NASA’s Mars 2020 rover is to seek signs of past life on Mars, collect and store a set of soil and rock samples that could be returned to Earth in the future. Shown here is an artistic representation of the robot’s SuperCam instrument during operation. Credit: NASA

NASA’s Mars 2020 rover is to seek signs of past life on Mars, collect and store a set of soil and rock samples that could be returned to Earth in the future. Shown here is an artistic representation of the robot’s SuperCam instrument during operation.
Credit: NASA

Flinging spacecraft to Mars is a multi-nation affair – driven to a large degree by the on-going quest to probe the Red Planet for signs of life, either long-gone or still in attendance.

Over the decades, billions of dollars has been spent to pick away at the question: Is there life on Mars? In 2016, that query is arguably more alive than whatever life story the planet is prepared to cough up.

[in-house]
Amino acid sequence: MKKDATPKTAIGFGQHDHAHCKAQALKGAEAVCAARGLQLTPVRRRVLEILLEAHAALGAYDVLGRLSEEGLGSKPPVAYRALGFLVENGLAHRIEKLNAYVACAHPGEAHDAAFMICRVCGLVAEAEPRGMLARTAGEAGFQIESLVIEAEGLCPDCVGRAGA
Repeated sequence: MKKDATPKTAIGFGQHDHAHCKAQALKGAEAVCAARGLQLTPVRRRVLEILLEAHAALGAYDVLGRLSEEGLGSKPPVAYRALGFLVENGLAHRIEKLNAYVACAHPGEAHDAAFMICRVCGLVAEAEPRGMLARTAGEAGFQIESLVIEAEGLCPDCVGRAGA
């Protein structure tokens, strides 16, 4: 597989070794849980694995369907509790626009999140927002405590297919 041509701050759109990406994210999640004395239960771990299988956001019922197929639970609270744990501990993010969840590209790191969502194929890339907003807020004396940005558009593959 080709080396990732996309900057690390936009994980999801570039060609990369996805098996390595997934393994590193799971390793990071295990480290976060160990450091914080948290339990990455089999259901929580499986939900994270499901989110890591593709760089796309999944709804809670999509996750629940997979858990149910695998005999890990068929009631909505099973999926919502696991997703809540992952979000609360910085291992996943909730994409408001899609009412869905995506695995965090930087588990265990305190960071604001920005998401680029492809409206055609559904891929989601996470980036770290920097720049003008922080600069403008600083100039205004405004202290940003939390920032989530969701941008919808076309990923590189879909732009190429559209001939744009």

Now en route, for instance, is the European Space Agency’s ExoMars 2016. It arrives at Mars this October, a mission consisting of a methane-sniffing Trace Gas Orbiter (TGO) plus an entry, descent and landing demonstrator module, known as Schiaparelli. TGO promises to churn out new data that can help unravel the biological standing of that faraway world.

Artist’s impression depicts Europe’s ExoMars 2016 Trace Gas Orbiter and separation of the entry, descent and landing demonstrator module, named Schiaparelli. Credit: ESA/ATG medialab

Artist’s impression depicts Europe’s ExoMars 2016 Trace Gas Orbiter and separation of the entry, descent and landing demonstrator module, named Schiaparelli.
Credit: ESA/ATG medialab

Europe’s mission this year is a newbie in Mars research. But it’s a precursor of things to come as a robotic existence proof concerning Mars as an extraterrestrial address for life.

Take a look at my new story on Space.com at:

Target Mars: Red Planet in World’s Crosshairs

By Leonard David, Space.com’s Space Insider Columnist

June 28, 2016 12:04pm ET

http://www.space.com/33290-mars-missions-nasa-europe-spacex.html

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